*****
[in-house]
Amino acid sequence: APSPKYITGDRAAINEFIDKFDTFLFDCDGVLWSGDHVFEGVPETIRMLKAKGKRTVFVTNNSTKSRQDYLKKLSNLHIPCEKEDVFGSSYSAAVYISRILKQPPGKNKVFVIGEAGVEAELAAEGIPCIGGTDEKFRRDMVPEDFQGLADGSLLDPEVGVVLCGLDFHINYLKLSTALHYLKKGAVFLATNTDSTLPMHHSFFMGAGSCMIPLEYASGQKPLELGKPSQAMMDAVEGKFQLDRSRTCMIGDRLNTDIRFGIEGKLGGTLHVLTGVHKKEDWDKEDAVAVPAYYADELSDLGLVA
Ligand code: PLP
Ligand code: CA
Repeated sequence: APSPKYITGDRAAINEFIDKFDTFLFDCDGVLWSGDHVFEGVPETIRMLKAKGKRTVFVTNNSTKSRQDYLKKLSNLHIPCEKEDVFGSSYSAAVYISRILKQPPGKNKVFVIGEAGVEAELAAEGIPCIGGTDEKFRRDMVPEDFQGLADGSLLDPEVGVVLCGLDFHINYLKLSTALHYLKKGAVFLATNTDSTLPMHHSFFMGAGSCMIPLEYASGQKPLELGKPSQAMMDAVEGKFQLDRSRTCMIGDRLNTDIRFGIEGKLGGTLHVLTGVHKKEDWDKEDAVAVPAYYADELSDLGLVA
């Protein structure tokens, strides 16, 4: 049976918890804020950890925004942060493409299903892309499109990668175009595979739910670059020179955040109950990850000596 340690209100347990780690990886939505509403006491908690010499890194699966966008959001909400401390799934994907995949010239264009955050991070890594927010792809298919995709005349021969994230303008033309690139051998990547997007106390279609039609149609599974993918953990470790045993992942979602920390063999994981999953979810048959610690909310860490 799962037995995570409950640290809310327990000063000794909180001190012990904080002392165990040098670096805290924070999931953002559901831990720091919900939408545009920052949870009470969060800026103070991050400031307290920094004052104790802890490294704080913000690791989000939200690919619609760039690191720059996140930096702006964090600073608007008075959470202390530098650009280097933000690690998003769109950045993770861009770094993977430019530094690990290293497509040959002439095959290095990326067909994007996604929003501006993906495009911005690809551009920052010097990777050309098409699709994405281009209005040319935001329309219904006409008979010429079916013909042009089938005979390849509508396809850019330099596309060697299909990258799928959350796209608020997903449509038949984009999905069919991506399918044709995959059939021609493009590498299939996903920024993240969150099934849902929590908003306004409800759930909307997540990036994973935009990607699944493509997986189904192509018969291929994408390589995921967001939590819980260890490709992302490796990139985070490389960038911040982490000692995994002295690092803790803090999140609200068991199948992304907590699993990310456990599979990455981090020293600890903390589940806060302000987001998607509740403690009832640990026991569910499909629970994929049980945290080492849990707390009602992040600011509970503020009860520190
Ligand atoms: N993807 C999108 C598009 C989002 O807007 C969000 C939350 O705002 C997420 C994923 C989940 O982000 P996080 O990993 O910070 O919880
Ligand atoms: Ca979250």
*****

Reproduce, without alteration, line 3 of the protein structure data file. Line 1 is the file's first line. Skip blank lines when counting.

Ligand code: PLP